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Final Progress Reports: University of Iowa: The AESOP Study: Airborne Exposures to Semi-volatile Organic Pollutants

Superfund Research Program

The AESOP Study: Airborne Exposures to Semi-volatile Organic Pollutants

Project Leader: Peter S. Thorne
Co-Investigators: Andres Martinez, Rachel F. Marek
Grant Number: P42ES013661
Funding Period: 2006-2025
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Final Progress Reports

Year:   2019  2014  2009 

The AESOP Study (Airborne Exposures to Semi-volatile Organic Pollutants) is a community-based participatory research study that assesses exposures and body burdens of atmospheric PCBs among an urban cohort of children and their mothers in an area contaminated with legacy PCBs and where dredging of 3.5 million m3 of PCB-laden sediments is now underway. Airborne PCB exposures plus serum and urine levels of PCBs and metabolites are assessed and compared to levels in the cohort before the dredging began as well as to a rural Iowa cohort in an area without legacy PCBs. The AESOP Study is identifying the determinants of PCB exposures among children and their mothers, including exposure levels indoors and out, dietary intake, and other exposure pathways. The Study is also determining how to best monitor exposures and metabolites. The AESOP Study collects exposure and health data among urban and rural residential cohorts in East Chicago and Columbus Junction from questionnaires; collects air samples inside and outside at homes and schools to measure congener-specific concentrations of atmospheric PCBs; collects blood annually from all subjects to measure PCB congeners and congener-specific metabolites and report these values to participants; and models exposures and body burdens for PCBs from the cohorts. The study is facilitated by strong community support garnered through Community Advisory Boards. The AESOP Study employs bilingual community-based field staff and has enrolled and followed 264 subjects in these racially and ethnically diverse communities (59% Hispanic, 23% Black, 18% other) and provided new insight into airborne exposures and resulting body burdens.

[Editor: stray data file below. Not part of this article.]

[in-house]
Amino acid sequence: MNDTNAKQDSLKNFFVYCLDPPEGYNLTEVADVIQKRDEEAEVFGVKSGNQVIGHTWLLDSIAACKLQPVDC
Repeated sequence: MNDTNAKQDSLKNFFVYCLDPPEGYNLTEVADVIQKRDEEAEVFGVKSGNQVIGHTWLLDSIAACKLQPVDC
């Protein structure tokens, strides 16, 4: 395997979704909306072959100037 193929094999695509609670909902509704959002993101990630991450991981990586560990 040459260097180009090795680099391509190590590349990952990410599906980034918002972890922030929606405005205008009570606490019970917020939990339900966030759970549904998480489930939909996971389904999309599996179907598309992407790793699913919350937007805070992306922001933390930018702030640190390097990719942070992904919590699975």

Researchers continued to maintain these two cohorts in 2014, collecting blood on all subjects and measuring exposures inside and outside at all homes and schools. In 2014, they analyzed year 2 blood serum from AESOP children and their mothers (n=200) for all 209 PCBs and 12 hydroxylated PCBs (OH-PCBs). The sum total of PCBs measured (∑PCB) ranged from 4 to 199 ng/g lipid weight (5th-95th percentile; median=45 ng/g lw) while the sum of OH-PCBs ranged from 0.04 to 0.27 ng/g fresh weight (5th-95th percentile; median=0.09 ng/g fw). A subset of these participants (n=155) also had blood PCB and OH-PCB concentration analyzed during the previous calendar year. Year-to-year variability in PCBs ranged from -87% to 567% and in OH-PCBs ranged from -51 to 358% (5th-95th percentile). This was the first study to report variability of all PCBs and major metabolites in mother-child pairs and showed that short-term exposures to PCBs may be a significant component of what is measured in human serum.

In 2014, researchers evaluated the inhalation and dietary intake of PCBs among participants and used these data and activity logs for integrated exposure modeling. They assessed congener-specific inhalation and dietary exposure for a subset of AESOP Study participants including 78 adolescent children and their mothers (n=68). Congener-specific PCB inhalation exposure was modeled using 293 measurements of indoor and outdoor airborne PCB concentrations at homes and schools, analyzed via tandem quadrupole GS-MS/MS, combined with questionnaire data from the AESOP Study. Dietary exposure was modeled using Canadian Total Diet Survey PCB concentrations and National Health and Nutrition Examination Survey (NHANES) food ingestion rates. For ∑PCB, dietary exposure dominates. For individual lower-chlorinated congeners, inhalation exposure was as high as ⅓ of the total (dietary + inhalation) exposure. ∑PCB inhalation was greater for urban mothers and their children than for rural mothers and children. Schools attended by AESOP Study children had higher indoor PCB concentrations than homes, and accounted for the majority of children's inhalation exposure.

The AESOP Study has changed prevailing views on how most Americans are exposed to PCBs. Researchers have demonstrated that subjects have substantial exposure to PCB congeners from inhalation in addition to ingestion and their blood shows enrichment with inhaled lower-chlorinated congeners. This has important implications for children's environmental health.

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